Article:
They’re essentially slasher movies—once you catch onto the formula, the viewing experience becomes ritualistic. You can fill an auditorium quickly with films like Ms. 45, The Last House on the Left, and the original Death Wish. In recent decades, audiences have become desensitized to rape stories, provided they end with more socially acceptable violence and a simple eye-for-an-eye moral code. These films were never seen as profound for their subject matter—they were simply top-tier violent entertainment. But in the wake of the #MeToo movement, new films and television shows tackling sexual assault have been lauded for changing the rape-revenge formula and questioning what justice for survivors could actually look like onscreen.
Films like Revenge (2017) and Holiday (2018) have been rightly applauded for their female-focused storytelling and subversive pulp style. The first seasons of Jessica Jones and The Handmaid’s Tale were heralded as thoughtful and mature portraits of women dealing with the trauma of losing their bodily autonomy to patriarchal figures and systems. And yet, the rape-revenge formula has been in flux since its birth in the ’70s, and these changes have often coincided with inevitable shifts in morality and popular culture. In 1988, The Accused came along, bringing the legal struggles of survivors to the forefront of the narrative, making the rape-revenge films that came before it culturally obsolete. Then came the ’90s and early 2000s, a media era seemingly defined by the dual fetishization and fear of young women and girls. The media coverage of 16-year-old Amy Fisher’s supposed “affair” with a man 40 years her senior (and the resulting shooting of his wife) and the release of Katt Shea’s Poison Ivy in 1992 gave rise to images of vulnerable young women as master manipulators, taking advantage of grown men who might otherwise have been seen as predators.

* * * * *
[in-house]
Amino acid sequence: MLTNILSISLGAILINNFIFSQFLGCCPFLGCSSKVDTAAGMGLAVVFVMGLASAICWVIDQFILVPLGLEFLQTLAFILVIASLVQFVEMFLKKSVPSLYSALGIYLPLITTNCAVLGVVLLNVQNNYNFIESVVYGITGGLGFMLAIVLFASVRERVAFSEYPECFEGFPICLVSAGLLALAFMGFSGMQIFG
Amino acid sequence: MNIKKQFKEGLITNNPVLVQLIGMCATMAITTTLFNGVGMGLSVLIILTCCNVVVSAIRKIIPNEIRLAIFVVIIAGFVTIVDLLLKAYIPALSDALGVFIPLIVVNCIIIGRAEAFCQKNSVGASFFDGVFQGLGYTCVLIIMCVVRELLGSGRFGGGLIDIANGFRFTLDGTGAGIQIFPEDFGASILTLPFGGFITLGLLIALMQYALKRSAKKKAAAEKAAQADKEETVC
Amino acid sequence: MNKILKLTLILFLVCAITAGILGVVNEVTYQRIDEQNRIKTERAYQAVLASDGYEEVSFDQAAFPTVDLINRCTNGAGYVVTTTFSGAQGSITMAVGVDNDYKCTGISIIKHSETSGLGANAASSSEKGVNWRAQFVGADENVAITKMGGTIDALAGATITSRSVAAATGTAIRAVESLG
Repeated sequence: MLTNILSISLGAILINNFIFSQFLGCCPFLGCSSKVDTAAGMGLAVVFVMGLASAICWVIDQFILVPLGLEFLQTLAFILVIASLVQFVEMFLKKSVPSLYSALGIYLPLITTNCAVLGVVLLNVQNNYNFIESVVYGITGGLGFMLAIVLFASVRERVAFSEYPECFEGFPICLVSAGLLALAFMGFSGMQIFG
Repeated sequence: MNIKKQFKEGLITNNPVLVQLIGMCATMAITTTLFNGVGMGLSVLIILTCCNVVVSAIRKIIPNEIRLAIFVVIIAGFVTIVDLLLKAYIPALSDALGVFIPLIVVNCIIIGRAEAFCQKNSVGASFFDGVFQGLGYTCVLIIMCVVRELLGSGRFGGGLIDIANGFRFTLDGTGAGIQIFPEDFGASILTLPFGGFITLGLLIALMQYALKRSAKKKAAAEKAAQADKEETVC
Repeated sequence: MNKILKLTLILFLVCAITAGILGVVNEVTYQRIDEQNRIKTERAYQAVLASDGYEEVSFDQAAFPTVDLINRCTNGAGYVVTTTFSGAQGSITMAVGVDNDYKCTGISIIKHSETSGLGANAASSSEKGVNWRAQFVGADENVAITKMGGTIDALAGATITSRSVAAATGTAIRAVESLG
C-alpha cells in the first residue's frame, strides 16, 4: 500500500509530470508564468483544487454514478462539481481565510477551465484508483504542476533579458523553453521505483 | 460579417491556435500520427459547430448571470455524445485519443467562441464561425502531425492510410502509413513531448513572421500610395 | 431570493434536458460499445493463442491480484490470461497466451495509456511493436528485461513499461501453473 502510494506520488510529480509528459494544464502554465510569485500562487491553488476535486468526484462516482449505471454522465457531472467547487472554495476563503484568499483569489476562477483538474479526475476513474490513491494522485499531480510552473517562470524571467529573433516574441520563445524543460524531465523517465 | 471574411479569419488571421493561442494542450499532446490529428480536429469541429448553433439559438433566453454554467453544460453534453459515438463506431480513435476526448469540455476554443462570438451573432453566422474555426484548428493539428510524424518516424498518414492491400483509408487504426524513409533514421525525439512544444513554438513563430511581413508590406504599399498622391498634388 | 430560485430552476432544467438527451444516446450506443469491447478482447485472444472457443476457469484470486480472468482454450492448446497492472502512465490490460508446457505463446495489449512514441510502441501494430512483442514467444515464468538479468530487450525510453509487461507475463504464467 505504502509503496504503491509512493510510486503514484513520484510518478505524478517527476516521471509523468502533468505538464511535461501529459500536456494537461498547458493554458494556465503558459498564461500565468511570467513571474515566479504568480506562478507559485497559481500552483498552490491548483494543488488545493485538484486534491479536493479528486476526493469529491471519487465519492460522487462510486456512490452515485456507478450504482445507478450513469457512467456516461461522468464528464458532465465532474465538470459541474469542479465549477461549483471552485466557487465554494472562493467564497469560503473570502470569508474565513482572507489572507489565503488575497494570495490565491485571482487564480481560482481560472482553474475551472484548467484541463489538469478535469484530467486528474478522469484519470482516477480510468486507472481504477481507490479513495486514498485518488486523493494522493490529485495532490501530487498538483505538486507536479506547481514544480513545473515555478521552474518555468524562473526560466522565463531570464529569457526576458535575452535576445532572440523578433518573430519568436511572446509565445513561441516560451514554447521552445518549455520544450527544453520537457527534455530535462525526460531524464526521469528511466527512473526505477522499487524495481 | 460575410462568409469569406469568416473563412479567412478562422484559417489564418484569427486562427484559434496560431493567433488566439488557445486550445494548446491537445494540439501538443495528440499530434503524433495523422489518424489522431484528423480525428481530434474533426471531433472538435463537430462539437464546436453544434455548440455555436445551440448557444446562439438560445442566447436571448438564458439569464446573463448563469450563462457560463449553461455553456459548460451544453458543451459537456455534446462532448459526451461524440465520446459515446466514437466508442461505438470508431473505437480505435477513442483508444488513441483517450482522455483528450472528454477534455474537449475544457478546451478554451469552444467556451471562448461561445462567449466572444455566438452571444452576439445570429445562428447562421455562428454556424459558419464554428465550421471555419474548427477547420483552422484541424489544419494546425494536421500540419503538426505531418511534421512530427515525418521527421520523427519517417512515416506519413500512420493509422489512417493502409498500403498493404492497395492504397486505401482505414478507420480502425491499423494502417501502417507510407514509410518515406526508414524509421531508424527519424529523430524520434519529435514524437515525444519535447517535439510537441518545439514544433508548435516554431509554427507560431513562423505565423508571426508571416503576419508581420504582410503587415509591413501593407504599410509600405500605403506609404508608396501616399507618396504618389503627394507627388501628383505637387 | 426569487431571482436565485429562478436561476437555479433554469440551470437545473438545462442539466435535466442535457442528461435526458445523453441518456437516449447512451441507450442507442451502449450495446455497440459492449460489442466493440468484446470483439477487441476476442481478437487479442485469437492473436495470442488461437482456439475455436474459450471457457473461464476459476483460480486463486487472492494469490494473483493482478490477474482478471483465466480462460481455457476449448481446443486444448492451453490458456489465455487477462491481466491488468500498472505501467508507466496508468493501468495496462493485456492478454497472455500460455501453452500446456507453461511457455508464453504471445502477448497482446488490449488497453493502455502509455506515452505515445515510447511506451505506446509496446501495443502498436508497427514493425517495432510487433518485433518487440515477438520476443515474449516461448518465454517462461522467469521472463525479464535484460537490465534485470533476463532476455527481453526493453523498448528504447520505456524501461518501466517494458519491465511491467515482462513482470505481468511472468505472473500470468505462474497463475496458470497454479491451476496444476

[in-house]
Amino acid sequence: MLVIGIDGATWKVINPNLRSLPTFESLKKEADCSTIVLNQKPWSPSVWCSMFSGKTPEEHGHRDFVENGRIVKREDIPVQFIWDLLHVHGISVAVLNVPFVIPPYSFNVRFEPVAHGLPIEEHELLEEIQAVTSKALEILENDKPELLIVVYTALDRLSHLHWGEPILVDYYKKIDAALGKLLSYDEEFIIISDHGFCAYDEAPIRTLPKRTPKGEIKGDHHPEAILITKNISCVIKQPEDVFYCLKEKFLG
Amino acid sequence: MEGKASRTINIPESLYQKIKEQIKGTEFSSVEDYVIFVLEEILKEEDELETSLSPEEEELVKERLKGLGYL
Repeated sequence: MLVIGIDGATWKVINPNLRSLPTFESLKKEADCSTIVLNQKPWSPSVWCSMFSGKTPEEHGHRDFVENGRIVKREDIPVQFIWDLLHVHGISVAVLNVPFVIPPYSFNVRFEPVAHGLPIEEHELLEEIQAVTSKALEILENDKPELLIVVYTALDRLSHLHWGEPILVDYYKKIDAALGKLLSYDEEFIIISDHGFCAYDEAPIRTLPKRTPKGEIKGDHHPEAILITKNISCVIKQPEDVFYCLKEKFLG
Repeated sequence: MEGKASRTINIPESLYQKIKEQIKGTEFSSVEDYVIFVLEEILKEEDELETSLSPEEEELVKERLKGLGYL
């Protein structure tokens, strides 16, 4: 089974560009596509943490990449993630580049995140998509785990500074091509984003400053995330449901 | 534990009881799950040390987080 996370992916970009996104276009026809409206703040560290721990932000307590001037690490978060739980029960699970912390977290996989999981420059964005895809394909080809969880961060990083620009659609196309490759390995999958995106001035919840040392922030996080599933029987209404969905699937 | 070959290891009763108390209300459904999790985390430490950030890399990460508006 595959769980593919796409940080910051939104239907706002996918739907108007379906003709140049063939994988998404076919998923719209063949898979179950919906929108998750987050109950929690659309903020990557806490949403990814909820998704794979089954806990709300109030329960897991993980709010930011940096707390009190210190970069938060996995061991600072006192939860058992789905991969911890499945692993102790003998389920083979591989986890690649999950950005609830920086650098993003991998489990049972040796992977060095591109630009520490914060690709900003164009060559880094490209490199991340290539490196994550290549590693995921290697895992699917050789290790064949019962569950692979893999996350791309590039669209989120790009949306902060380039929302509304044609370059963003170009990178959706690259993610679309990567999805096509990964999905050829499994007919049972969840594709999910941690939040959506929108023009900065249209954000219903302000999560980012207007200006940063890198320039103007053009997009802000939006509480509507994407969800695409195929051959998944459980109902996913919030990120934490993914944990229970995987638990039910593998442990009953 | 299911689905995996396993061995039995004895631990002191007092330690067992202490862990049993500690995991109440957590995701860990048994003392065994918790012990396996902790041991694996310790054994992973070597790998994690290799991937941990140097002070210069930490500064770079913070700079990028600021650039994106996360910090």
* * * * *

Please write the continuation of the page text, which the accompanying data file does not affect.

With The Crush (1993), Election (1999), and all the Poison Ivy sequels and knockoffs like Hard Candy (2005) and Pretty Persuasion (2005), media transformed abuse victims into cunning perpetrators of violence in their own right. That era in sexist film paved the way for the return of rape-revenge stories, giving us films like Teeth (2007), which asks the question: What if every man is capable of evil? Then, more than a decade later, Sophia Takal’s underrated 2019 Black Christmas reboot expanded on that question by not just taking aim at rapists but taking aim at patriarchy as a whole, highlighting the way it functions to facilitate and protect male brutality. When compared to Black Christmas, Promising Young Woman feels oddly retrograde, leaning on images of scheming young waifs who willingly forgo their lives for small, isolated victories. In the film, Cassie repeatedly puts herself in harm’s way simply for the opportunity to give a random man a lecture at the end of the night. Though her mission’s important, she’s still going to men’s houses in the middle of the night without informing anyone or guaranteeing she’ll have an escape plan.